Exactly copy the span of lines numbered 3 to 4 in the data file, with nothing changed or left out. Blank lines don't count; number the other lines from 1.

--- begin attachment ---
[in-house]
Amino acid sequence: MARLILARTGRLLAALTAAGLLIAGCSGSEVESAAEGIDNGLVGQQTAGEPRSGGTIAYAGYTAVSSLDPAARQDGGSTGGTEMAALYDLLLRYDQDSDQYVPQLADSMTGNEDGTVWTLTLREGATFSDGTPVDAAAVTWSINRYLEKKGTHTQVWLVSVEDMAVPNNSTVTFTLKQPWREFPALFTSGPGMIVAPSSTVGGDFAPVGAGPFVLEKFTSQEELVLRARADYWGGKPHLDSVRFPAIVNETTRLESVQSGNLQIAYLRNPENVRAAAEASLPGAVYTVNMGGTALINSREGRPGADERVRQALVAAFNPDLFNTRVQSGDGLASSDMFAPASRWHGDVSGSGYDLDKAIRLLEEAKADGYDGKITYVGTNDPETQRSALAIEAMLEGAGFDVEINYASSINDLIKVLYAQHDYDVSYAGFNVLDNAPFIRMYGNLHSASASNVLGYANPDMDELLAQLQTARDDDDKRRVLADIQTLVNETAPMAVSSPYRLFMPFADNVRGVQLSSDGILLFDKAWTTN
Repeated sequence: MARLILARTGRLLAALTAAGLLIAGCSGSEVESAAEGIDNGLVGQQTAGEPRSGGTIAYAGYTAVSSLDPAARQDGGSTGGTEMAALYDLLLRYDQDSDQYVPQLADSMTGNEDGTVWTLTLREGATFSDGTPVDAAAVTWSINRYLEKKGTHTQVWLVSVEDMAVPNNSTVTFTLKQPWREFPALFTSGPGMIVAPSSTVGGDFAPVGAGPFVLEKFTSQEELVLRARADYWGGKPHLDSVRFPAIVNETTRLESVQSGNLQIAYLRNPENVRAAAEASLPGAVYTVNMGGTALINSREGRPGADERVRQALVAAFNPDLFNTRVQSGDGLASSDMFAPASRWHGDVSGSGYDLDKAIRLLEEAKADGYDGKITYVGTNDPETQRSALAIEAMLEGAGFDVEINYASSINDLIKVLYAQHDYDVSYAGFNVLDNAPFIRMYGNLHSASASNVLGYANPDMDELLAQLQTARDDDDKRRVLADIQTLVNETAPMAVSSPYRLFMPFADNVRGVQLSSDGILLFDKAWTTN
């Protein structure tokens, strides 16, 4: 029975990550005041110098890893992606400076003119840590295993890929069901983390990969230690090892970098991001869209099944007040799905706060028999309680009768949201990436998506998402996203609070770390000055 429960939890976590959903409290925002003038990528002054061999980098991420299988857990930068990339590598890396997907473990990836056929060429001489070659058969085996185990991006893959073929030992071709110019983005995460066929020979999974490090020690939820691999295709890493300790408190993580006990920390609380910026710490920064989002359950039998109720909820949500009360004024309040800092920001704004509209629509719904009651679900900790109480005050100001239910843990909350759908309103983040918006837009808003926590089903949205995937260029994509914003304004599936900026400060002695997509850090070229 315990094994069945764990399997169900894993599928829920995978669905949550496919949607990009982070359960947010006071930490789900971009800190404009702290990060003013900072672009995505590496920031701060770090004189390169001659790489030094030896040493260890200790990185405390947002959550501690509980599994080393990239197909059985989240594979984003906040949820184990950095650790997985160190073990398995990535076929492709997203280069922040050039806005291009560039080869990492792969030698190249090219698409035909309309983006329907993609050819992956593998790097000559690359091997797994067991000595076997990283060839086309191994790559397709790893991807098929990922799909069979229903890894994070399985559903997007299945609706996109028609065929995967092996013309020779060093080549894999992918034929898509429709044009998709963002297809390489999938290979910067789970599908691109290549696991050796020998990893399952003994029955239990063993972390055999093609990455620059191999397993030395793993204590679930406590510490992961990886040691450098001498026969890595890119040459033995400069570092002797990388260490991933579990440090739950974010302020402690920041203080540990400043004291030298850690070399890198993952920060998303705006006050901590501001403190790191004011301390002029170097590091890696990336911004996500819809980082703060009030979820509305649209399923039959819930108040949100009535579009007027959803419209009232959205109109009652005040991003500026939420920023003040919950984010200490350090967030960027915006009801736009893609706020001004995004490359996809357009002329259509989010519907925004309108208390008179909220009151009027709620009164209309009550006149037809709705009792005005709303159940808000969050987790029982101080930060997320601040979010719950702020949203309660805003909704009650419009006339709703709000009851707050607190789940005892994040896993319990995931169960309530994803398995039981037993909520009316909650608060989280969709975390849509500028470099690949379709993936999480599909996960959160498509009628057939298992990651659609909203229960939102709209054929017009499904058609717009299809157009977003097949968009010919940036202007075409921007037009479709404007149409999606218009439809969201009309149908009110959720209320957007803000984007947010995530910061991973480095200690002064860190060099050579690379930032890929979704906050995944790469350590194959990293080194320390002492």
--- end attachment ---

Repeated sequence: MARLILARTGRLLAALTAAGLLIAGCSGSEVESAAEGIDNGLVGQQTAGEPRSGGTIAYAGYTAVSSLDPAARQDGGSTGGTEMAALYDLLLRYDQDSDQYVPQLADSMTGNEDGTVWTLTLREGATFSDGTPVDAAAVTWSINRYLEKKGTHTQVWLVSVEDMAVPNNSTVTFTLKQPWREFPALFTSGPGMIVAPSSTVGGDFAPVGAGPFVLEKFTSQEELVLRARADYWGGKPHLDSVRFPAIVNETTRLESVQSGNLQIAYLRNPENVRAAAEASLPGAVYTVNMGGTALINSREGRPGADERVRQALVAAFNPDLFNTRVQSGDGLASSDMFAPASRWHGDVSGSGYDLDKAIRLLEEAKADGYDGKITYVGTNDPETQRSALAIEAMLEGAGFDVEINYASSINDLIKVLYAQHDYDVSYAGFNVLDNAPFIRMYGNLHSASASNVLGYANPDMDELLAQLQTARDDDDKRRVLADIQTLVNETAPMAVSSPYRLFMPFADNVRGVQLSSDGILLFDKAWTTN
């Protein structure tokens, strides 16, 4: 029975990550005041110098890893992606400076003119840590295993890929069901983390990969230690090892970098991001869209099944007040799905706060028999309680009768949201990436998506998402996203609070770390000055 429960939890976590959903409290925002003038990528002054061999980098991420299988857990930068990339590598890396997907473990990836056929060429001489070659058969085996185990991006893959073929030992071709110019983005995460066929020979999974490090020690939820691999295709890493300790408190993580006990920390609380910026710490920064989002359950039998109720909820949500009360004024309040800092920001704004509209629509719904009651679900900790109480005050100001239910843990909350759908309103983040918006837009808003926590089903949205995937260029994509914003304004599936900026400060002695997509850090070229 315990094994069945764990399997169900894993599928829920995978669905949550496919949607990009982070359960947010006071930490789900971009800190404009702290990060003013900072672009995505590496920031701060770090004189390169001659790489030094030896040493260890200790990185405390947002959550501690509980599994080393990239197909059985989240594979984003906040949820184990950095650790997985160190073990398995990535076929492709997203280069922040050039806005291009560039080869990492792969030698190249090219698409035909309309983006329907993609050819992956593998790097000559690359091997797994067991000595076997990283060839086309191994790559397709790893991807098929990922799909069979229903890894994070399985559903997007299945609706996109028609065929995967092996013309020779060093080549894999992918034929898509429709044009998709963002297809390489999938290979910067789970599908691109290549696991050796020998990893399952003994029955239990063993972390055999093609990455620059191999397993030395793993204590679930406590510490992961990886040691450098001498026969890595890119040459033995400069570092002797990388260490991933579990440090739950974010302020402690920041203080540990400043004291030298850690070399890198993952920060998303705006006050901590501001403190790191004011301390002029170097590091890696990336911004996500819809980082703060009030979820509305649209399923039959819930108040949100009535579009007027959803419209009232959205109109009652005040991003500026939420920023003040919950984010200490350090967030960027915006009801736009893609706020001004995004490359996809357009002329259509989010519907925004309108208390008179909220009151009027709620009164209309009550006149037809709705009792005005709303159940808000969050987790029982101080930060997320601040979010719950702020949203309660805003909704009650419009006339709703709000009851707050607190789940005892994040896993319990995931169960309530994803398995039981037993909520009316909650608060989280969709975390849509500028470099690949379709993936999480599909996960959160498509009628057939298992990651659609909203229960939102709209054929017009499904058609717009299809157009977003097949968009010919940036202007075409921007037009479709404007149409999606218009439809969201009309149908009110959720209320957007803000984007947010995530910061991973480095200690002064860190060099050579690379930032890929979704906050995944790469350590194959990293080194320390002492």